Nicky's Blog


August 17, 2010
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“Longings and worries are both, to some degree, overblown because we have within us the capacity to manufacture the very commodity we are constantly chasing when we choose experience.” – Dan Gilbert, Harvard Psychologist

Two things you need to know before you here me out: 1) I get obsessed easily and especially in my pursuit for capital t Truths. What are “capital t Truths”? Phenomenon that are True, wholeheartedly and unequivocally so and 2) I’ve been really damn sad these past two weeks. I am talking about the kinda sad that keeps you in bed during the daytime, tucked under the covers, away from the big, scary world. I won’t reveal the source of that sadness because it’s not really productive to share it right now. I’ll just say that it had been a paralyzing sadness that temporarily obstructed my sense of self in painful ways.

I say all this as a premise. I really want to talk about this man and his idea, which I stumbled upon, and that carried me out of my bed and back into the world.

Dan Gilbert‘s idea is simple to deconstruct: happiness is not determined by the external circumstances we face rather it is a condition we can evoke if we learn to manipulate our mind. Happiness is not so much an entity that can be acquired in the outside, but instead it is a self-willed creation. And guess what then? The outside world becomes irrelevant.

When I first considered Dan’s happiness theory I felt suspicious. “Synthetic happiness“, as Dan refers to it, seemed to be overly artificial, and quite frankly, an excuse the weak might use in not being diligent in their pursuits. I prefer to think of myself as practical, as a realist and so I was reluctant to accept this idea that just seemed tainted by self-deception and insincerity. It just rang too kumbaya to me and I wasn’t having it.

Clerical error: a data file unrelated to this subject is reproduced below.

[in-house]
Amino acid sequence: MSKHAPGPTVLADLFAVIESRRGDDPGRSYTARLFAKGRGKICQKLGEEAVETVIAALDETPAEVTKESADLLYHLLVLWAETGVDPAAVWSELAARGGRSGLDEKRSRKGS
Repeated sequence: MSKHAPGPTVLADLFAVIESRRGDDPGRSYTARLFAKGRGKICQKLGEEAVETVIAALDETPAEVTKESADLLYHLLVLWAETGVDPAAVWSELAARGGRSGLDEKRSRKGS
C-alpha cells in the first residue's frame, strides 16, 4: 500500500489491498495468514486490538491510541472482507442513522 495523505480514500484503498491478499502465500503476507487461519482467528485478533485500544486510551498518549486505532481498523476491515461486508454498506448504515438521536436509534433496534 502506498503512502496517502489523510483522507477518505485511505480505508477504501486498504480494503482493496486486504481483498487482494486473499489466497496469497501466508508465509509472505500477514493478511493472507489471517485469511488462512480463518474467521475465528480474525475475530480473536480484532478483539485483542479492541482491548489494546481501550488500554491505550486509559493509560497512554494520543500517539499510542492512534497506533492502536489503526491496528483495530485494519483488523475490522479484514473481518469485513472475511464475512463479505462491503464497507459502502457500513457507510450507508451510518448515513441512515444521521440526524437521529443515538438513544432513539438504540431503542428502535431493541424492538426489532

But, I listened more to what Dan had to say and he addresses the same concern I was feeling. He argues that we all possess a “psychological immune system”, which can lead us to simulate an experience or a sensation, if needed. Dan also refers to case studies he’s conducted. The case studies demonstrate that the neurological experience of happiness we undergo during an actual event is the same as when we don’t go through that physical occurrence. He cites amnesia patients as the controlled participants. They offer a non-biased perspective considering they cannot recall their lived experience;  therefore, they wouldn’t feign happiness.

The point is essentially this: we assume that happiness is a thing to be found, but it is not. Happiness is always a synthesized experience. And it’s empowering to understand this phenomenon because it is precisely this understanding that is the catalyst for evoking the feeling of happiness. We can evoke this feeling when we most need it irrespective of what is occurring around us.

When Taty came home from work, I was running after her shouting, “I’m synthesizing my happiness”. And she looked at me as though I were just released from the asylum. My change of attitude would be case in point for Dan. A minute before I stumbled upon Dan’s talk, I was at my lowest ever. And then I watched his video and I was all sorts of giddy and inspired. And do you really think it was because I found happiness in this video and that this one video will carry me into an eternal state of happiness? Not quite. Nothing drastic changed during and after the twenty minutes I spent watching that video. It’s simply that I, that my mind, chose to be happy and to create that experience for me.

Song of the Day: New Day by Tamar Kaprelian


The Puerto Rican Mambo (not a musical)

August 2, 2010
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Its a real shame that, until this past Sunday, The Puerto Rican Mambo (not a musical) had been collecting dust on a shelf for over a decade. A warm thank you to the New York Latino Film Festival for re-releasing this “best” kept secret.